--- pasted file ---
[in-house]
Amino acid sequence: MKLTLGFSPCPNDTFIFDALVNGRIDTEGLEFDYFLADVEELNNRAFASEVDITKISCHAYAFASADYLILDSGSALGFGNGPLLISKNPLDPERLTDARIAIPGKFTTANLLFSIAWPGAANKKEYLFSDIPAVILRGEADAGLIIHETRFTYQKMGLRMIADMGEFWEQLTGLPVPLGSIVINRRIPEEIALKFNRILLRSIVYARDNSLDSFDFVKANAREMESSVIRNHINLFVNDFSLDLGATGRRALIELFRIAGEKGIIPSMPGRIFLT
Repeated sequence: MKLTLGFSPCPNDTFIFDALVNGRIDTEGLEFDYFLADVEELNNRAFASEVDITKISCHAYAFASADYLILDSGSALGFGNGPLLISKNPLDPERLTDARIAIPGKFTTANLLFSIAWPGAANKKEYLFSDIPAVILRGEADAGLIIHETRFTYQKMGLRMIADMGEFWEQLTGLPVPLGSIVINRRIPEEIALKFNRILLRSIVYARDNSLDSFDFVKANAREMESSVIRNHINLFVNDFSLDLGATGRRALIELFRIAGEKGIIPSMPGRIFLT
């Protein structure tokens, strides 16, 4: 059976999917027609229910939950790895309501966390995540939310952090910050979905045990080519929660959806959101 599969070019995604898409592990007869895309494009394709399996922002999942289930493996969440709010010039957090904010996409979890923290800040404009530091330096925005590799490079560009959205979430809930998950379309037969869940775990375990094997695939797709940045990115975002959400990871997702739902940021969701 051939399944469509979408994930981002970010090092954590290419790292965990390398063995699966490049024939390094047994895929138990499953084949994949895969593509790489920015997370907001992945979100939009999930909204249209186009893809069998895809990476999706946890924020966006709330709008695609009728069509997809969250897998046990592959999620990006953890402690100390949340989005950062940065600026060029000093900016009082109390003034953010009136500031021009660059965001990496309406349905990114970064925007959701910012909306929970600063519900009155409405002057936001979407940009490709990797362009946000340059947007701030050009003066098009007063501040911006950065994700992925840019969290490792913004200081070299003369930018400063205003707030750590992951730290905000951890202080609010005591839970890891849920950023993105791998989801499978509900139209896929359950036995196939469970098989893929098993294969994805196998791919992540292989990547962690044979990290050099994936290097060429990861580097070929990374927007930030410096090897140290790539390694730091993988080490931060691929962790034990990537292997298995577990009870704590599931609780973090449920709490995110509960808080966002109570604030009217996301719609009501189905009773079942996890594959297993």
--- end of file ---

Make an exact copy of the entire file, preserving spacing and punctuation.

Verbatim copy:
[in-house]
Amino acid sequence: MKLTLGFSPCPNDTFIFDALVNGRIDTEGLEFDYFLADVEELNNRAFASEVDITKISCHAYAFASADYLILDSGSALGFGNGPLLISKNPLDPERLTDARIAIPGKFTTANLLFSIAWPGAANKKEYLFSDIPAVILRGEADAGLIIHETRFTYQKMGLRMIADMGEFWEQLTGLPVPLGSIVINRRIPEEIALKFNRILLRSIVYARDNSLDSFDFVKANAREMESSVIRNHINLFVNDFSLDLGATGRRALIELFRIAGEKGIIPSMPGRIFLT
Repeated sequence: MKLTLGFSPCPNDTFIFDALVNGRIDTEGLEFDYFLADVEELNNRAFASEVDITKISCHAYAFASADYLILDSGSALGFGNGPLLISKNPLDPERLTDARIAIPGKFTTANLLFSIAWPGAANKKEYLFSDIPAVILRGEADAGLIIHETRFTYQKMGLRMIADMGEFWEQLTGLPVPLGSIVINRRIPEEIALKFNRILLRSIVYARDNSLDSFDFVKANAREMESSVIRNHINLFVNDFSLDLGATGRRALIELFRIAGEKGIIPSMPGRIFLT
């Protein structure tokens, strides 16, 4: 059976999917027609229910939950790895309501966390995540939310952090910050979905045990080519929660959806959101 599969070019995604898409592990007869895309494009394709399996922002999942289930493996969440709010010039957090904010996409979890923290800040404009530091330096925005590799490079560009959205979430809930998950379309037969869940775990375990094997695939797709940045990115975002959400990871997702739902940021969701 051939399944469509979408994930981002970010090092954590290419790292965990390398063995699966490049024939390094047994895929138990499953084949994949895969593509790489920015997370907001992945979100939009999930909204249209186009893809069998895809990476999706946890924020966006709330709008695609009728069509997809969250897998046990592959999620990006953890402690100390949340989005950062940065600026060029000093900016009082109390003034953010009136500031021009660059965001990496309406349905990114970064925007959701910012909306929970600063519900009155409405002057936001979407940009490709990797362009946000340059947007701030050009003066098009007063501040911006950065994700992925840019969290490792913004200081070299003369930018400063205003707030750590992951730290905000951890202080609010005591839970890891849920950023993105791998989801499978509900139209896929359950036995196939469970098989893929098993294969994805196998791919992540292989990547962690044979990290050099994936290097060429990861580097070929990374927007930030410096090897140290790539390694730091993988080490931060691929962790034990990537292997298995577990009870704590599931609780973090449920709490995110509960808080966002109570604030009217996301719609009501189905009773079942996890594959297993």